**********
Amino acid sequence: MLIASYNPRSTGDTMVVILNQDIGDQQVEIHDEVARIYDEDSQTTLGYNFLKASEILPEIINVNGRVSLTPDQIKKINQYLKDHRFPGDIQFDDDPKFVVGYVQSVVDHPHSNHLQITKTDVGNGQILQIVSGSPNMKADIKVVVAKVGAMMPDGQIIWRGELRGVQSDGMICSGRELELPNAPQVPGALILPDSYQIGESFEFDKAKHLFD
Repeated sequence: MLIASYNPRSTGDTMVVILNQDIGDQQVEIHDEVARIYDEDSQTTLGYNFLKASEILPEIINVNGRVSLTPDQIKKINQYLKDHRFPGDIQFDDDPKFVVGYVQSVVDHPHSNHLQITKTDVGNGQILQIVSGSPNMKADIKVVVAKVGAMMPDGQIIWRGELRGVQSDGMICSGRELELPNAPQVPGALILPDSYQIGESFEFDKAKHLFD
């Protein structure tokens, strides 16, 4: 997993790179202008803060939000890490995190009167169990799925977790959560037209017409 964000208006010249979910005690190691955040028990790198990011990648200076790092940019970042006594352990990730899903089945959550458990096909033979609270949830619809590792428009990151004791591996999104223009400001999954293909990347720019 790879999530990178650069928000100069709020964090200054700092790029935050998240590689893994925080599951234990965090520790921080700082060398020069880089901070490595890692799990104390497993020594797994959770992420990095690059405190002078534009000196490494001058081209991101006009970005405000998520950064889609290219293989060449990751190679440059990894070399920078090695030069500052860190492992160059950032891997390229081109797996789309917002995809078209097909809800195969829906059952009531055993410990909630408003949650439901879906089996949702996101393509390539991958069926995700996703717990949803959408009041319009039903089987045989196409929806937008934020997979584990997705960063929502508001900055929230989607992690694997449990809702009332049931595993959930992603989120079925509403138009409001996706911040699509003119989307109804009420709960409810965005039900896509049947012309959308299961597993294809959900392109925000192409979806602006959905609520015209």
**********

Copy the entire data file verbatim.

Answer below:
Amino acid sequence: MLIASYNPRSTGDTMVVILNQDIGDQQVEIHDEVARIYDEDSQTTLGYNFLKASEILPEIINVNGRVSLTPDQIKKINQYLKDHRFPGDIQFDDDPKFVVGYVQSVVDHPHSNHLQITKTDVGNGQILQIVSGSPNMKADIKVVVAKVGAMMPDGQIIWRGELRGVQSDGMICSGRELELPNAPQVPGALILPDSYQIGESFEFDKAKHLFD
Repeated sequence: MLIASYNPRSTGDTMVVILNQDIGDQQVEIHDEVARIYDEDSQTTLGYNFLKASEILPEIINVNGRVSLTPDQIKKINQYLKDHRFPGDIQFDDDPKFVVGYVQSVVDHPHSNHLQITKTDVGNGQILQIVSGSPNMKADIKVVVAKVGAMMPDGQIIWRGELRGVQSDGMICSGRELELPNAPQVPGALILPDSYQIGESFEFDKAKHLFD
């Protein structure tokens, strides 16, 4: 997993790179202008803060939000890490995190009167169990799925977790959560037209017409 964000208006010249979910005690190691955040028990790198990011990648200076790092940019970042006594352990990730899903089945959550458990096909033979609270949830619809590792428009990151004791591996999104223009400001999954293909990347720019 790879999530990178650069928000100069709020964090200054700092790029935050998240590689893994925080599951234990965090520790921080700082060398020069880089901070490595890692799990104390497993020594797994959770992420990095690059405190002078534009000196490494001058081209991101006009970005405000998520950064889609290219293989060449990751190679440059990894070399920078090695030069500052860190492992160059950032891997390229081109797996789309917002995809078209097909809800195969829906059952009531055993410990909630408003949650439901879906089996949702996101393509390539991958069926995700996703717990949803959408009041319009039903089987045989196409929806937008934020997979584990997705960063929502508001900055929230989607992690694997449990809702009332049931595993959930992603989120079925509403138009409001996706911040699509003119989307109804009420709960409810965005039900896509049947012309959308299961597993294809959900392109925000192409979806602006959905609520015209």